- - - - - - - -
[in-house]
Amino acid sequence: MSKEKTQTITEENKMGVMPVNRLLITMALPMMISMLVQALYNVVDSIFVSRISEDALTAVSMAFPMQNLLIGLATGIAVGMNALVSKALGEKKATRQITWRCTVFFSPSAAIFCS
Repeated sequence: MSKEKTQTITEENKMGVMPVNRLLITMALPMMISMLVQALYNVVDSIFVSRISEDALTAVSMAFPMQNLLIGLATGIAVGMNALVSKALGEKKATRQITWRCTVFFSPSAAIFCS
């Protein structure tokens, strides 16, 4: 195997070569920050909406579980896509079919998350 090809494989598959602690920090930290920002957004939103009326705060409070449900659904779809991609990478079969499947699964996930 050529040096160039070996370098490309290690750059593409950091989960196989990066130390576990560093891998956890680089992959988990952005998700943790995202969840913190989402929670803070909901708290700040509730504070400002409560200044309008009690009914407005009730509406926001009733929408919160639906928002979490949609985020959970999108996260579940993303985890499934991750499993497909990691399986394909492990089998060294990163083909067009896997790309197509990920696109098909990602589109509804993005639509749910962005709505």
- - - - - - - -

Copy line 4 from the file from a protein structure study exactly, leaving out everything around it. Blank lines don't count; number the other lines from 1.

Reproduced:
């Protein structure tokens, strides 16, 4: 195997070569920050909406579980896509079919998350 090809494989598959602690920090930290920002957004939103009326705060409070449900659904779809991609990478079969499947699964996930 050529040096160039070996370098490309290690750059593409950091989960196989990066130390576990560093891998956890680089992959988990952005998700943790995202969840913190989402929670803070909901708290700040509730504070400002409560200044309008009690009914407005009730509406926001009733929408919160639906928002979490949609985020959970999108996260579940993303985890499934991750499993497909990691399986394909492990089998060294990163083909067009896997790309197509990920696109098909990602589109509804993005639509749910962005709505």